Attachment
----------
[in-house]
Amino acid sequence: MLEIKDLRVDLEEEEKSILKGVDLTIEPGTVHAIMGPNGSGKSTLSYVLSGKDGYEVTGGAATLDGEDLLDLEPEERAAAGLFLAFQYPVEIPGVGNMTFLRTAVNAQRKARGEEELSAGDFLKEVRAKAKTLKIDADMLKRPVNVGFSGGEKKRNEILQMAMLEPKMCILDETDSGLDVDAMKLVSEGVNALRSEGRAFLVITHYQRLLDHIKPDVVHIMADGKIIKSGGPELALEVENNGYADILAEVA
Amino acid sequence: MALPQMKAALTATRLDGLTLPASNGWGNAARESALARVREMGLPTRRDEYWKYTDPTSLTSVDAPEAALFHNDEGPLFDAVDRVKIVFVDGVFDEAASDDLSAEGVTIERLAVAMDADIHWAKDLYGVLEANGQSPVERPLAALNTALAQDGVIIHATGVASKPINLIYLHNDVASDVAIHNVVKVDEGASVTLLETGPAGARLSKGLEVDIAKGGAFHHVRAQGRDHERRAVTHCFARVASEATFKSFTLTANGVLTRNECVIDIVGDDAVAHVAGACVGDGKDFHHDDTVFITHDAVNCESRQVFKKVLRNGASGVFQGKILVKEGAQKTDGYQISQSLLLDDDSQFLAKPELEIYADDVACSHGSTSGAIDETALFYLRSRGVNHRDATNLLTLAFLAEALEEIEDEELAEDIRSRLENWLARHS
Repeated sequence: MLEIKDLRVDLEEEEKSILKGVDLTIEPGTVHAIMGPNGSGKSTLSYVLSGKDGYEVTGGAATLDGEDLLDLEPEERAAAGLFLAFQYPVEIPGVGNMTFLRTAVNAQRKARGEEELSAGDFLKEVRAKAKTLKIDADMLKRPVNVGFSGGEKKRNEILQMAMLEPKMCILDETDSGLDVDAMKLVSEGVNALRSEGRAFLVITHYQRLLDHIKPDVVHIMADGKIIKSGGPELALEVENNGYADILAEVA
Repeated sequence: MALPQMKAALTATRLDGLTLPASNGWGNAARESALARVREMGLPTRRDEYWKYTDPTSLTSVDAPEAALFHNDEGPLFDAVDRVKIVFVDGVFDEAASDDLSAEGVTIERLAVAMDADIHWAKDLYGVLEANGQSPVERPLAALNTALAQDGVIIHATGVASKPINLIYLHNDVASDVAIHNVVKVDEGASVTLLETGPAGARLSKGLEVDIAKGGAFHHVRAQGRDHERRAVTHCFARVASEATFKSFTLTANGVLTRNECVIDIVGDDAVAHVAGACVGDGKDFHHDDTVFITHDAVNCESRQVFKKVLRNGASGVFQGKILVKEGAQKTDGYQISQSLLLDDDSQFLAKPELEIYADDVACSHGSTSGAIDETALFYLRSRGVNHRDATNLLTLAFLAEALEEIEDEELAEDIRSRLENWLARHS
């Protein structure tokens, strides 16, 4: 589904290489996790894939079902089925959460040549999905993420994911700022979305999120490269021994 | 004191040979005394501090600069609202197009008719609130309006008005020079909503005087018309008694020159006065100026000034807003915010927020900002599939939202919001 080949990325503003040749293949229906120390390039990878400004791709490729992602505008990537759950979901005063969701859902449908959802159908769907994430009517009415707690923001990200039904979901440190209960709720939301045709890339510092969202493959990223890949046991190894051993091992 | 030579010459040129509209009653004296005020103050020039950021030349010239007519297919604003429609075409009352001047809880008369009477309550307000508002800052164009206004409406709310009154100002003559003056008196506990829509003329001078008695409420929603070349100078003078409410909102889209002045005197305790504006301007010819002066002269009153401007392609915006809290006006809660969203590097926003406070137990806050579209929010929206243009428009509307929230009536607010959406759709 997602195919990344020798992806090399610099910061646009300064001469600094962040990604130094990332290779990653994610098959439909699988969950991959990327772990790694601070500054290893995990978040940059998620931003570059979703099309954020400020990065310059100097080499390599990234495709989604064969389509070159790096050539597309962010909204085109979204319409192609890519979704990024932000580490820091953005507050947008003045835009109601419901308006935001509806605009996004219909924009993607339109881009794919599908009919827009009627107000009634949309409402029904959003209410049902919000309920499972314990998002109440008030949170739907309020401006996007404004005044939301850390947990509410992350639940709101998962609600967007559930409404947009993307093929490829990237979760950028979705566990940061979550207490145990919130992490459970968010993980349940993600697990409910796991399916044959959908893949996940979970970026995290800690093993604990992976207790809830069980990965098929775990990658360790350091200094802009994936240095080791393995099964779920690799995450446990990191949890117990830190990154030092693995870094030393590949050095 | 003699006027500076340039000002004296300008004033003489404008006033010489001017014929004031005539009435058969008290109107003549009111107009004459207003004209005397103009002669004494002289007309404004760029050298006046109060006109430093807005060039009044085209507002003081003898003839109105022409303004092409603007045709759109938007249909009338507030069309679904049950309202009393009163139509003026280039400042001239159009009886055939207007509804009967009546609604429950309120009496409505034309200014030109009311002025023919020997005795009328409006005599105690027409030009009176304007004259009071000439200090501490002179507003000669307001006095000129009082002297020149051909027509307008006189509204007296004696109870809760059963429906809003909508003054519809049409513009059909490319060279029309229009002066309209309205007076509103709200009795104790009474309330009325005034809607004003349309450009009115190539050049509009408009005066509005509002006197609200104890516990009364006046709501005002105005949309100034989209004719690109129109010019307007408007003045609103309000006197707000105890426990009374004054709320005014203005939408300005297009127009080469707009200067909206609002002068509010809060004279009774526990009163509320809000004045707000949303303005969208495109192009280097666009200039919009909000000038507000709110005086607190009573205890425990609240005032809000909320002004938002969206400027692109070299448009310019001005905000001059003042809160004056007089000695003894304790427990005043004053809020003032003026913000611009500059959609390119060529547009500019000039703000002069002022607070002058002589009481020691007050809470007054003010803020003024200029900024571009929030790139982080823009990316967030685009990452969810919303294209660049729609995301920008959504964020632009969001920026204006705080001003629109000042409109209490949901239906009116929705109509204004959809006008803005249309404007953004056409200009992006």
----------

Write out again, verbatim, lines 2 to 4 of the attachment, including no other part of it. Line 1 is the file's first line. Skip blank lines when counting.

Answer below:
Amino acid sequence: MLEIKDLRVDLEEEEKSILKGVDLTIEPGTVHAIMGPNGSGKSTLSYVLSGKDGYEVTGGAATLDGEDLLDLEPEERAAAGLFLAFQYPVEIPGVGNMTFLRTAVNAQRKARGEEELSAGDFLKEVRAKAKTLKIDADMLKRPVNVGFSGGEKKRNEILQMAMLEPKMCILDETDSGLDVDAMKLVSEGVNALRSEGRAFLVITHYQRLLDHIKPDVVHIMADGKIIKSGGPELALEVENNGYADILAEVA
Amino acid sequence: MALPQMKAALTATRLDGLTLPASNGWGNAARESALARVREMGLPTRRDEYWKYTDPTSLTSVDAPEAALFHNDEGPLFDAVDRVKIVFVDGVFDEAASDDLSAEGVTIERLAVAMDADIHWAKDLYGVLEANGQSPVERPLAALNTALAQDGVIIHATGVASKPINLIYLHNDVASDVAIHNVVKVDEGASVTLLETGPAGARLSKGLEVDIAKGGAFHHVRAQGRDHERRAVTHCFARVASEATFKSFTLTANGVLTRNECVIDIVGDDAVAHVAGACVGDGKDFHHDDTVFITHDAVNCESRQVFKKVLRNGASGVFQGKILVKEGAQKTDGYQISQSLLLDDDSQFLAKPELEIYADDVACSHGSTSGAIDETALFYLRSRGVNHRDATNLLTLAFLAEALEEIEDEELAEDIRSRLENWLARHS
Repeated sequence: MLEIKDLRVDLEEEEKSILKGVDLTIEPGTVHAIMGPNGSGKSTLSYVLSGKDGYEVTGGAATLDGEDLLDLEPEERAAAGLFLAFQYPVEIPGVGNMTFLRTAVNAQRKARGEEELSAGDFLKEVRAKAKTLKIDADMLKRPVNVGFSGGEKKRNEILQMAMLEPKMCILDETDSGLDVDAMKLVSEGVNALRSEGRAFLVITHYQRLLDHIKPDVVHIMADGKIIKSGGPELALEVENNGYADILAEVA